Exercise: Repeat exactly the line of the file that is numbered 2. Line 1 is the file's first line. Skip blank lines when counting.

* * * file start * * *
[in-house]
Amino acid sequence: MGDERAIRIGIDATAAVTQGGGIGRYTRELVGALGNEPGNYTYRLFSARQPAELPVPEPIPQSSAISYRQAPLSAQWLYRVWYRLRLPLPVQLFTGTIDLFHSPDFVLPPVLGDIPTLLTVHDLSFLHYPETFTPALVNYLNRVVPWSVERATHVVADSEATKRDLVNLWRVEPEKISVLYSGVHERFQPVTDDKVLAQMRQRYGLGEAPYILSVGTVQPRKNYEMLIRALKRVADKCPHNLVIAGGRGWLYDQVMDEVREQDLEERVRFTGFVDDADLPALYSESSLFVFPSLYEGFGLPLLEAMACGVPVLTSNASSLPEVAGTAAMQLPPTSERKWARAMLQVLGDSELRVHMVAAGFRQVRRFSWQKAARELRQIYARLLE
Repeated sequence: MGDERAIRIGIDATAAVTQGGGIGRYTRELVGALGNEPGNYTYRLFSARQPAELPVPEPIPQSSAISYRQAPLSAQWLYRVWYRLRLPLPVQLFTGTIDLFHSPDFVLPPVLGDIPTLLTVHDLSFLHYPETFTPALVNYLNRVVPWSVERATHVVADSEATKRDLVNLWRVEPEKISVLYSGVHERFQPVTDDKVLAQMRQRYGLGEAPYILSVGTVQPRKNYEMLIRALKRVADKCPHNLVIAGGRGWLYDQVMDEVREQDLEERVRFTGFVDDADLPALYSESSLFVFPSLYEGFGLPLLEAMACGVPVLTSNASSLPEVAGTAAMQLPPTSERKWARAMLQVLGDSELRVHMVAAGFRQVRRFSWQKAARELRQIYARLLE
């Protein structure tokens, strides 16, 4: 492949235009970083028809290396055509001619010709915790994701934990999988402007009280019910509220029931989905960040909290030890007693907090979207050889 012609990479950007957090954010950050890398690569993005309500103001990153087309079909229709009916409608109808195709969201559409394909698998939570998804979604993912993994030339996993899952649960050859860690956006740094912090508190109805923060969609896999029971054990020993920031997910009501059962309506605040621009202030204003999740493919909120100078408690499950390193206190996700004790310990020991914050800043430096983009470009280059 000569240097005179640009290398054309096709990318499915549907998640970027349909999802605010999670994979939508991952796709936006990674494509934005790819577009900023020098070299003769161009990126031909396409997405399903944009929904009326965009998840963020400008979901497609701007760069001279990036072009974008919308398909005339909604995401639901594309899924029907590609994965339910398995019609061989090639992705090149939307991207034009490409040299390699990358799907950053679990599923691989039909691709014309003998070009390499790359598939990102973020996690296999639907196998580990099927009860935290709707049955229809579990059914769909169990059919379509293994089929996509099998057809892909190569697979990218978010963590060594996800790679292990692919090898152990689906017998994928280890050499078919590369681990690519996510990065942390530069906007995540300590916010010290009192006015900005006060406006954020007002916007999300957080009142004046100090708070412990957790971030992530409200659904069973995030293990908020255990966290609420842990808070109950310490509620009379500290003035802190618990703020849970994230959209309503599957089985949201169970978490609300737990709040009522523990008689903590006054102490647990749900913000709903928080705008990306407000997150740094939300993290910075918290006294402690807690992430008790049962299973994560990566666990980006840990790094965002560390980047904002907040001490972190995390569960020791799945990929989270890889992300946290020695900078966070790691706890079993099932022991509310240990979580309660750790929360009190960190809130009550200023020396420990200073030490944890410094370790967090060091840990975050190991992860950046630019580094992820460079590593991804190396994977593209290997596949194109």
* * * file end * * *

Amino acid sequence: MGDERAIRIGIDATAAVTQGGGIGRYTRELVGALGNEPGNYTYRLFSARQPAELPVPEPIPQSSAISYRQAPLSAQWLYRVWYRLRLPLPVQLFTGTIDLFHSPDFVLPPVLGDIPTLLTVHDLSFLHYPETFTPALVNYLNRVVPWSVERATHVVADSEATKRDLVNLWRVEPEKISVLYSGVHERFQPVTDDKVLAQMRQRYGLGEAPYILSVGTVQPRKNYEMLIRALKRVADKCPHNLVIAGGRGWLYDQVMDEVREQDLEERVRFTGFVDDADLPALYSESSLFVFPSLYEGFGLPLLEAMACGVPVLTSNASSLPEVAGTAAMQLPPTSERKWARAMLQVLGDSELRVHMVAAGFRQVRRFSWQKAARELRQIYARLLE